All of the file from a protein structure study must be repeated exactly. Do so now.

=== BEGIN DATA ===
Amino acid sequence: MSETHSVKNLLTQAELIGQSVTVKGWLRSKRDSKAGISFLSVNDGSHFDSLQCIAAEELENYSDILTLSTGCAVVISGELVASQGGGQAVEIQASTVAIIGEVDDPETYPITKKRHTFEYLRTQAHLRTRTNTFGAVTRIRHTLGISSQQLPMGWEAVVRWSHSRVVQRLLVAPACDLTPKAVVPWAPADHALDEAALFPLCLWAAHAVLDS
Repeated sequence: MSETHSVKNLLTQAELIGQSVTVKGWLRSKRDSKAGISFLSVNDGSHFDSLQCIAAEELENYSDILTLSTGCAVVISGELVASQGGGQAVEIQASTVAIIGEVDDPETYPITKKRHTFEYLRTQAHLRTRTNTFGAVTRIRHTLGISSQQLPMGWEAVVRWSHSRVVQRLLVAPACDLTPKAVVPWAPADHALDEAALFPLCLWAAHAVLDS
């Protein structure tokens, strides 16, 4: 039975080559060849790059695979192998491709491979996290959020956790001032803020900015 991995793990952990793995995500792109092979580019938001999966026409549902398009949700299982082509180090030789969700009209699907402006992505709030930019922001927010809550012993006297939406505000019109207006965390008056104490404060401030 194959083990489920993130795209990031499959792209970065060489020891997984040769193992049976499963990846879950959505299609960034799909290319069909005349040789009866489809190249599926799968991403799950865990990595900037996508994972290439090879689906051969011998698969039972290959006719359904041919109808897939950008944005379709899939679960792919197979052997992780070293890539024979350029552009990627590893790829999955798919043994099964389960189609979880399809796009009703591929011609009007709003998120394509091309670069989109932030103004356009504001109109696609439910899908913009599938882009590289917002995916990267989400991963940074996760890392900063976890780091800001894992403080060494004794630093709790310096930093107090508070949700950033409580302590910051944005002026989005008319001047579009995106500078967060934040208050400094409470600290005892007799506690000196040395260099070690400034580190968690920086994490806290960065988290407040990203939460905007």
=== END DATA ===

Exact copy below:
Amino acid sequence: MSETHSVKNLLTQAELIGQSVTVKGWLRSKRDSKAGISFLSVNDGSHFDSLQCIAAEELENYSDILTLSTGCAVVISGELVASQGGGQAVEIQASTVAIIGEVDDPETYPITKKRHTFEYLRTQAHLRTRTNTFGAVTRIRHTLGISSQQLPMGWEAVVRWSHSRVVQRLLVAPACDLTPKAVVPWAPADHALDEAALFPLCLWAAHAVLDS
Repeated sequence: MSETHSVKNLLTQAELIGQSVTVKGWLRSKRDSKAGISFLSVNDGSHFDSLQCIAAEELENYSDILTLSTGCAVVISGELVASQGGGQAVEIQASTVAIIGEVDDPETYPITKKRHTFEYLRTQAHLRTRTNTFGAVTRIRHTLGISSQQLPMGWEAVVRWSHSRVVQRLLVAPACDLTPKAVVPWAPADHALDEAALFPLCLWAAHAVLDS
């Protein structure tokens, strides 16, 4: 039975080559060849790059695979192998491709491979996290959020956790001032803020900015 991995793990952990793995995500792109092979580019938001999966026409549902398009949700299982082509180090030789969700009209699907402006992505709030930019922001927010809550012993006297939406505000019109207006965390008056104490404060401030 194959083990489920993130795209990031499959792209970065060489020891997984040769193992049976499963990846879950959505299609960034799909290319069909005349040789009866489809190249599926799968991403799950865990990595900037996508994972290439090879689906051969011998698969039972290959006719359904041919109808897939950008944005379709899939679960792919197979052997992780070293890539024979350029552009990627590893790829999955798919043994099964389960189609979880399809796009009703591929011609009007709003998120394509091309670069989109932030103004356009504001109109696609439910899908913009599938882009590289917002995916990267989400991963940074996760890392900063976890780091800001894992403080060494004794630093709790310096930093107090508070949700950033409580302590910051944005002026989005008319001047579009995106500078967060934040208050400094409470600290005892007799506690000196040395260099070690400034580190968690920086994490806290960065988290407040990203939460905007």